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Microsoft ready to face the challenge from competition
(China Daily)
Updated: 2008-11-25 07:57

As one of the major mobile operating system providers, Microsoft has established a successful business model by partnering with handset manufacturers and charging licensing fees for the use of its Windows Mobile system.

However, as companies like Google and Nokia are beginning to roll out new mobile phone systems free of charge, the business model of Microsoft's mobile business is coming under greater scrutiny.

Although the company said it will continue charging handset makers licensing fees for the use of its Windows Mobile system, speculation remains rife on how Microsoft will counter these new challenges. The latest version of the rumor is that Microsoft would release its own branded phone with Nvidia by next February.

On his latest trip to China, Tony Mestres, general manager of Microsoft's Mobile Communications Business, talked to China Daily reporter Wang Xing about the company's strategy in the new market environment.

Q: What's your comment on the release of the first mobile phone based on Google's Android platform and Nokia's recent efforts in buying out its stake in Symbian and making the technology free?

A: I think the first thing I would say is that both of those moves are putting an excellent motion point on the importance of mobility in the convergence of communications and computing.

In many aspects, what you have is a collusion of industries - telecommunications, computing, advertising, entertainment, and online services. And that's why companies like Google, Apple, and Microsoft are becoming more and more merged in space.

But I also think it's important that both Google and Nokia recognize that the platform strategy - be it the Android platform or Symbian platform - is an incredibly important way for them to address market opportunities.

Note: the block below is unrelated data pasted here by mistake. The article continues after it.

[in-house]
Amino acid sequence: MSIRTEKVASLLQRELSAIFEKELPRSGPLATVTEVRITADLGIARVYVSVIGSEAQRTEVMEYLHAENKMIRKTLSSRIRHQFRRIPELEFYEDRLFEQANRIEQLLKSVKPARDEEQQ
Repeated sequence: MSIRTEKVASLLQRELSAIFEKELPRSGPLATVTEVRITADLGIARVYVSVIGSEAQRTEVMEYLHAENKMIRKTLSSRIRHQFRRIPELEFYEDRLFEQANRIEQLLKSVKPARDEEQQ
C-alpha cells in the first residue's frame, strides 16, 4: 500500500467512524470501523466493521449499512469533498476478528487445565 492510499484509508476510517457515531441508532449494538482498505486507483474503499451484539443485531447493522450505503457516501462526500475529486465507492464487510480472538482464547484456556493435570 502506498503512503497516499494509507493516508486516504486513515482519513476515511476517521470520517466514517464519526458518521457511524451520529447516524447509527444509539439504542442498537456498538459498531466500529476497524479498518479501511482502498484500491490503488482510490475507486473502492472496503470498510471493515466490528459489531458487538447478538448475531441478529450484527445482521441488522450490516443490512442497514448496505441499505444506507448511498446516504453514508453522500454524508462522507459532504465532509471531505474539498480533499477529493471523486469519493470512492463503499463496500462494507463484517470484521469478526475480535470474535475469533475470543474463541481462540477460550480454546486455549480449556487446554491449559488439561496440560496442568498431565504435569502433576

Q: The Windows Mobile business is currently based on the system of licensing and franchising. Will you stick to that in the long term?

A: Yes, absolutely. The platform strategy, which is again based on selling operating system licenses to OEMs, is the right strategy, if you want to have scale, partner differentiation and innovation, and have a collection of different choices.

That will absolutely continue to be the foundation of our strategy.

Q: How will you keep partnerships with handset manufacturers when more and more of your competitors start offering operating systems for free?

A: Microsoft as a company has a lot of experience in winning business in an environment where other offerings claimed to be free.

And our experience told us that for partners and for customers, there is an enormous amount of cost associated with aggregating and managing those things which claimed to be free, and at the end of the day, in other businesses we embarked upon, we see that the total cost of developing these capabilities for the partners at the end of the day doesn't look anything like free.

Q: Do you have plans to profit from services rather than from charging licensing fees?

A: We absolutely have service strategies as I described earlier that bring everything from search to entertainment capabilities directly to the end users. I shouldn't say "directly", I should say "through our partners" to the end users.

So, part of our business model or business strategy is to give our key partners, in this case mobile operators around the world, the ability to choose the Microsoft experiences or services that they think are valuable and they can complement their strategy to those and sell those various user bases. That is different from other service strategies where companies are attempting to control the services directly to the end users and not involve the partner ecosystem in that process.

Q: Which do you think is the most promising market sector that will drive your business most?

A: I think that is, we call them in the United States and parts of Europe, the "prosumer" market, which is very untapped right now - people that are both business professionals as well as consumers.

Business professionals are people too. Not only do we want our messaging and the ability to have good professional value or business productivity, we also want to take care of our children, we also want to search for things on our phones, and we also want to have great consumer experiences. In many respects, there is a large untapped market of prosumers for China.

Q: What role will China play in Microsoft's Windows Mobile strategy?

A: Some of the best learning that we have about the mobility business has come out of China. And it comes from a number of different areas.One is developers, and their capabilities are built on our platform.Another is the importance of iconic devices, and the channels to market it. We have a more aggressive set of investments around our retail channel plans in China than in any other markets on earth. It's incredibly important market for Microsoft in general not just the high technology market, but all the things we do in China.

(China Daily 11/25/2008 page14)